For the past couple of weeks I've been pontificating that Obama would have had trouble winning if he had run against Mitt Romney. Unlike McCain, Romney had serious economic credentials and, as a Washington outsider, he wasn't as tied to Bush's record. The past week, however, has reminded me why Romney got trounced by McCain in the first place. He's a freakin' numbskull.
In an op-ed in the Times this week, and again on Good Morning America today, he argues that we should let the Big Three go bankrupt so that they can restructure. Okay, maybe it's a reasonable proposition, but what's his logic?
Well, turns out his father did something similar to help save a car company called AMC. Back in 1954.
And that is why we are all driving AMC cars today.
Well, you might be, if you're driving a Jeep brand, the only nameplate alive from American Motors, which was acquired by Chrysler in the early 80's. Of course, Chrysler never would have been able to buy it if they hadn't had a bailout in 1979. They would have both been gone by now.
But back to Romney's plan, the first thing he'd do is change senior management. The way he sees it, they got us into this mess. Well, actually Mr. Romney, senior management has already changed. The majority of the leadership in Detroit have been sitting at their desks less than two years. They came from companies like Toyota, Boeing, and GE. They came from markets in South America, Europe and Asia, places where our domestic brands have actually been doing pretty well. Romney's ignorance of Detroit's management shows how well he's thought this thing through. Though I get the sense he hasn't really done anything except look at his dad's old photo album ("Aw, there he is with Walter Reuther!")
But let's not be coy about the real agenda here. Republicans like Mitt Romney see this as an opportunity to wage war against the UAW. The union vote was a deciding factor in states like Ohio and the GOP sees a chance to make them pay. Forget the fact that the UAW gave up massive concessions in the last negotiations, historic concessions that will put the domestic car companies' costs at par with the imports and save them tons of cash (which they could use to pay back the government loans) this is all about political revenge, plain and simple.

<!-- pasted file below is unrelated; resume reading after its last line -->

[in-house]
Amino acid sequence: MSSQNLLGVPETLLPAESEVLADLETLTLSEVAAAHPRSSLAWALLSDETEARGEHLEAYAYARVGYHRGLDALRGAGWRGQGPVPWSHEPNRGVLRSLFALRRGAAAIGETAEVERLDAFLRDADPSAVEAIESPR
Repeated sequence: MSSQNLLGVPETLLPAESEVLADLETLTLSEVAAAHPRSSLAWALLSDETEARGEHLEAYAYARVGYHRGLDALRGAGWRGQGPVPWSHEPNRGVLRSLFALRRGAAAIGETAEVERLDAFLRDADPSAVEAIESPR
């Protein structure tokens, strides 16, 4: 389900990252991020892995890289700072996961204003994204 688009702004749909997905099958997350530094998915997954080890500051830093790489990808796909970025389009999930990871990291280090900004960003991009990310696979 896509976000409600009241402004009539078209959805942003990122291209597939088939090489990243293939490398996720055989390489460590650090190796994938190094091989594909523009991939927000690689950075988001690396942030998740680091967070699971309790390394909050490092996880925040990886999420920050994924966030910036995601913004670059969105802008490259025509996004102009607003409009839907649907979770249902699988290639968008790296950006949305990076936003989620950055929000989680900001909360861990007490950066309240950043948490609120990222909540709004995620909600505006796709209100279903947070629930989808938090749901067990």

The auto industry has persevered for years despite being a favorite punching bag of both the right and the left. After Rush Limbaugh takes a swing at them, Michael Moore kicks them, then Ralph Nader stomps them and now Romney comes in for the kill. Add to that a credit crunch that was none of their making - your aunt who bought the McMansion in Simi Valley is more responsible than they are - and now they're in serious trouble.
Yet despite all this, they've been doing an excellent job. That may sound funny, but it's true. The cars are better made than they've ever been (Consumer Reports rates Ford on par with Toyota and Honda) and more efficient (Chevy offers more models than Toyota or Honda with mileage of 30 mpg or better.)
The only problem is, like the beautiful girl in the teen movie hidden behind the glasses and the braces, nobody sees how good they really are.
Despite their successes, most of us stopped shopping American, even considering American, a long time ago. You may love the fact that the UAW helped elect Obama, but chances are you're not supporting them when you shop for cars. You may have a "Country First" bumper sticker on your car, but chances are it's an import.
We can complain about the fact that they make SUV's and trucks, but the fact is the imports do too. Toyota would rather sell high profit Tundra trucks than Priuses any day of the week (and those trucks get a lower mpg than Ford's do.) We can say we don't want to our government to lend money to the Big Three, but that government was once perfectly happy to take in tax revenue on the big ticket vehicles they sold. We can say they don't deserve a 25 billion dollar loan, yet for some reason Wall Street gets to play with 700 billion?
There isn't a simple solution. These aren't the 1950's. It's a global landscape with so many interlocking parts, making the manufacturing base of our country as complex as AIG, Fannie Mae, and the Lehman Brothers all put together.
So yes Mitt, having the Big Three go bankrupt may lead to some "restructuring," but when you think about the local dealers, the suppliers, and all the businesses contingent on their success - somewhere between two million or four million jobs are tied to the domestic car business - your plan stands a good chance of restructuring our economy right into the garbage can.
Just something to think about while you're driving your Gremlin home.